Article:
Expats looking to move back to the UK after Brexit could find themselves hit with an expected property tax bill, an accountant has warned.
At the end of September Prime Minister Theresa May promised the Conservative party would introduce a new surcharge to be levied on top of all other stamp duty payable on second home and buy-to-let purchases.
Stamp duty starts at 3 per cent for homes valued less than £125,000, increasing to 5 per cent for homes worth between £125,000 and £250,000 and 8 per cent for homes worth up to £925,000.
Wales and Scotland have different rules on stamp duty.
The government stated it will consult on the precise details of the plan, but Mrs May said the additional tax charge on top of stamp duty would apply to "foreign buyers" and was a move "to help UK taxpayers buy a property."
But George Bull, partner at accountancy firm RSM, said he feared it wasn't just foreigners who will be hit with the extra tax charge.
He said people who have moved abroad who want to move back to the UK in the aftermath of Brexit could face this additional tax charge too as he feared they would be deemed non-UK residents.
Mr Bull said: "The headline writers have portrayed this as a tax on 'foreigners' buying property here but citizenship is not a concept which has relevance to UK taxation.
"Others have said that the charge will apply to those who 'do not pay tax in the UK'. And the Conservative Party's official Tweet says 'we will apply a higher rate of stamp duty for non-UK residents'. These are all subtly different tests."
When asked to clarify would expats face Mrs May's proposed charge, a spokesman for HM Treasury said: "The Prime Minister has announced that foreign buyers looking to buy homes in the UK will face a higher stamp duty rate.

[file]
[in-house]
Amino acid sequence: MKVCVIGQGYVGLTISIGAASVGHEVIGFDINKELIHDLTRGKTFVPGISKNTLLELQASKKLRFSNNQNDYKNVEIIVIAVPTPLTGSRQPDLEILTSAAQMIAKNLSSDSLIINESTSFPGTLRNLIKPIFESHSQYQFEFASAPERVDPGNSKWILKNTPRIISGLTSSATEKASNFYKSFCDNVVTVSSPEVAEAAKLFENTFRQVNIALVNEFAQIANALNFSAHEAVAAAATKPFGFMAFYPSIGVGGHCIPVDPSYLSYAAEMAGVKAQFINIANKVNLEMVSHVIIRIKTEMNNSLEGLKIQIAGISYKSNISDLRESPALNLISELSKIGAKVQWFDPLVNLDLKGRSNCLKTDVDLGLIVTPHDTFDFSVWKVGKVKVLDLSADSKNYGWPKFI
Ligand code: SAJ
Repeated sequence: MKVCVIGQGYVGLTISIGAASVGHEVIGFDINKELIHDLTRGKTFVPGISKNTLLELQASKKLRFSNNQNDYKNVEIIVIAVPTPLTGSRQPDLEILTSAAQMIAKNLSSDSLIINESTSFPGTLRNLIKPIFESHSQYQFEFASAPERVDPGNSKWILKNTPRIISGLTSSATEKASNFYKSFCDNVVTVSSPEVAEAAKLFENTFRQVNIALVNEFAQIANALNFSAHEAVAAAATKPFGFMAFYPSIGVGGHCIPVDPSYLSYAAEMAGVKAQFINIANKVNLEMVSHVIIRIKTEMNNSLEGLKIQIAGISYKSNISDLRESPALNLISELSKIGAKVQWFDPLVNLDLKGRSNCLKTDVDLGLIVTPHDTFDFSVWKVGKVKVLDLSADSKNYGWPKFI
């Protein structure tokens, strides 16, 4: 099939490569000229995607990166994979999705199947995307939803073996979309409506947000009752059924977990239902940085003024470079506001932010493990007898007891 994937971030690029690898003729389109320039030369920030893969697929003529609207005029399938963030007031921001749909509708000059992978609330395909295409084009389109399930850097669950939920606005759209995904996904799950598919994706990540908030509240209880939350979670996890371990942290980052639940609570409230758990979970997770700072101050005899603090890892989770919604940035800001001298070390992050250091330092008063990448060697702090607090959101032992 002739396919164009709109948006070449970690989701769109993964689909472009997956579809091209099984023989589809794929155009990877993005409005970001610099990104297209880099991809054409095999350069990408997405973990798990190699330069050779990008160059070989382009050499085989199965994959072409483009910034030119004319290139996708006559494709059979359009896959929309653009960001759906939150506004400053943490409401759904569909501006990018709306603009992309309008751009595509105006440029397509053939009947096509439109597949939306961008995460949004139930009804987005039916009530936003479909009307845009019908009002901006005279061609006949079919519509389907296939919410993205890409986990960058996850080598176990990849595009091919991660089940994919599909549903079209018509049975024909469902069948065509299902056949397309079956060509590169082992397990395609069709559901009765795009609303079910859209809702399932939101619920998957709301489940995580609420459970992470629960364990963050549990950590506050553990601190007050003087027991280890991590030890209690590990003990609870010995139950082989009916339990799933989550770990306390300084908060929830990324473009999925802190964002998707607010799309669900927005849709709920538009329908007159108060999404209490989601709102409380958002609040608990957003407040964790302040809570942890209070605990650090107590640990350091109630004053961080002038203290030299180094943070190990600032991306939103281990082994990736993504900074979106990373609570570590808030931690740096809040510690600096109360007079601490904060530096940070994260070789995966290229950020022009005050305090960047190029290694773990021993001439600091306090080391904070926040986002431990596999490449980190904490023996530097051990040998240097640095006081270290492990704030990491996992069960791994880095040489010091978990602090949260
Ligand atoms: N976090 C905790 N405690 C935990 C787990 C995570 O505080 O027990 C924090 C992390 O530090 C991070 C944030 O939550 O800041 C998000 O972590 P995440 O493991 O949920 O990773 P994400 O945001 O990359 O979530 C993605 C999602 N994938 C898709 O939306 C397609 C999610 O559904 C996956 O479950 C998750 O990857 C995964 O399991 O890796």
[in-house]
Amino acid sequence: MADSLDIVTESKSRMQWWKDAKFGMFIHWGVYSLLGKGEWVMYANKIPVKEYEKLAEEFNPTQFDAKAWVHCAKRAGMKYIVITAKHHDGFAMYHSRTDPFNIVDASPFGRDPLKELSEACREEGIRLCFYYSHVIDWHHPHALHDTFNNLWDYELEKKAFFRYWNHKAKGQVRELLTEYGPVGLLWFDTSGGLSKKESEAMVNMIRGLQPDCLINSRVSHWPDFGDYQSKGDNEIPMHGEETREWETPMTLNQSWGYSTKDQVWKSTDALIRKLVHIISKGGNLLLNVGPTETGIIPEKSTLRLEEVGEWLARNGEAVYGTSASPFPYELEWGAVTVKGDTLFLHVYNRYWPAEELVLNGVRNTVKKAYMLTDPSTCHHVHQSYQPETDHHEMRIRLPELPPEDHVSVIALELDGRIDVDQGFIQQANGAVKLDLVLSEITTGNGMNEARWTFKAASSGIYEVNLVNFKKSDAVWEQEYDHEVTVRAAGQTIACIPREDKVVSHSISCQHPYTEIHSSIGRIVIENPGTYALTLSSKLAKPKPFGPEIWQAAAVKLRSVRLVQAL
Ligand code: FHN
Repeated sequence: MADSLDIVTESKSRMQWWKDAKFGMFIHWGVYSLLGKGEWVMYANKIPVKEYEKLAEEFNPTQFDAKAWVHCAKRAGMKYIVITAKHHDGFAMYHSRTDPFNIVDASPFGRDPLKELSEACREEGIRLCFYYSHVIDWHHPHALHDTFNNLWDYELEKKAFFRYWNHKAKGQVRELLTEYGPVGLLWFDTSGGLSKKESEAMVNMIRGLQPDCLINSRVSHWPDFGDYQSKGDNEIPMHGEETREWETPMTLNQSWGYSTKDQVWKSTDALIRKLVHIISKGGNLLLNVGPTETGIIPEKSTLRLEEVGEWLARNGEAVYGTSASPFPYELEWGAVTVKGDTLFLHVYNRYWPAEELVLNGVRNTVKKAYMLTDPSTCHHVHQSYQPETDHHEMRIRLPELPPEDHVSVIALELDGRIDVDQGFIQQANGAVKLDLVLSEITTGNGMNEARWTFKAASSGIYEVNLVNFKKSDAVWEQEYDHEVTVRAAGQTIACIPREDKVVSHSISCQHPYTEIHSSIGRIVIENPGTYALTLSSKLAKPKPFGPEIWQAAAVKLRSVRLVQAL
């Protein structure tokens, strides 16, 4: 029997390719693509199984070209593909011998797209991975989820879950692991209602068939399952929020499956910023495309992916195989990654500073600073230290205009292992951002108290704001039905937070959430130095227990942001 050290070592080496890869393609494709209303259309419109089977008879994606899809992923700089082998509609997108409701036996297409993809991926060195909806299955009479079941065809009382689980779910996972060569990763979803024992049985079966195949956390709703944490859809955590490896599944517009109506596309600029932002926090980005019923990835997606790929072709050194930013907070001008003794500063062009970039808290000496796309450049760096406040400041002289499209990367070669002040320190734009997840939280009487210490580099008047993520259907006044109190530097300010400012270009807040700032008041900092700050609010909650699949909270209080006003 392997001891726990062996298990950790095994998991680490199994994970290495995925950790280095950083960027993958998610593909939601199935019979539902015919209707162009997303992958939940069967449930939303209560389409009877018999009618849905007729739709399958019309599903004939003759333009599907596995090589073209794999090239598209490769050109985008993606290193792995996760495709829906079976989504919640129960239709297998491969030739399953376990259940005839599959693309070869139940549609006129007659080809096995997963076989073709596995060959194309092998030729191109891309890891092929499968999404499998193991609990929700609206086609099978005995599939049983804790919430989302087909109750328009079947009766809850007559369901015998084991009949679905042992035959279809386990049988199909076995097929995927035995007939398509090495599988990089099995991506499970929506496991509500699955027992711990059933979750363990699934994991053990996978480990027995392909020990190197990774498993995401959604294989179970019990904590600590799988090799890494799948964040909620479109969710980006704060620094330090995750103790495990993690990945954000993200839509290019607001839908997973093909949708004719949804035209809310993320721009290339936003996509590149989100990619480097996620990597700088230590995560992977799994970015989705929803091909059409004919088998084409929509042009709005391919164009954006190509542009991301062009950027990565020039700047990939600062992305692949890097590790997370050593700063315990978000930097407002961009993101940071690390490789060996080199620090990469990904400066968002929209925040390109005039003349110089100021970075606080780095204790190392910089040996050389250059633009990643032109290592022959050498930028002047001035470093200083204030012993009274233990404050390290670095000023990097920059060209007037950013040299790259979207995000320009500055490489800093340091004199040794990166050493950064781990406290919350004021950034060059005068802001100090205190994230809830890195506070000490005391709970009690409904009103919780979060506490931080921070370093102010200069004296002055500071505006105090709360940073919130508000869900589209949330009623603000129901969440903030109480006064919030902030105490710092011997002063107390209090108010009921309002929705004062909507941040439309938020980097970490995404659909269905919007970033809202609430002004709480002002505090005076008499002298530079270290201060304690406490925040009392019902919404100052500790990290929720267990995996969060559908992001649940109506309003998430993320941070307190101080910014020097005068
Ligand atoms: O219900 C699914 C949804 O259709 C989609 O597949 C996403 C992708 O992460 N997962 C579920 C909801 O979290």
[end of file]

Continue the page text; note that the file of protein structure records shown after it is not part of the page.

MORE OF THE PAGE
"We will consult on the details in due course."
According to Mrs May, the cash raised by the extra tax charge will be used to fund services for the homeless.
She said: "Currently foreign buyers can purchase homes in the UK as easily as people who live here but there is evidence this is inflating house prices.
"At Conservative conference last year, I said I would dedicate my premiership to restoring the British Dream, that life should be better for each new generation, and that means fixing our broken housing market.
"Britain will always be open to people who want to live, work and build a life here.
"However it cannot be right that it is as easy for individuals who don't live in the UK, as well as foreign-based companies, to buy homes as hard working British residents."
Brian Hill, of advice firm Jones Hill, said: "I would expect the impact of this would be marginal because the majority of overseas buyers in London wouldn't blink twice at an increase in stamp duty.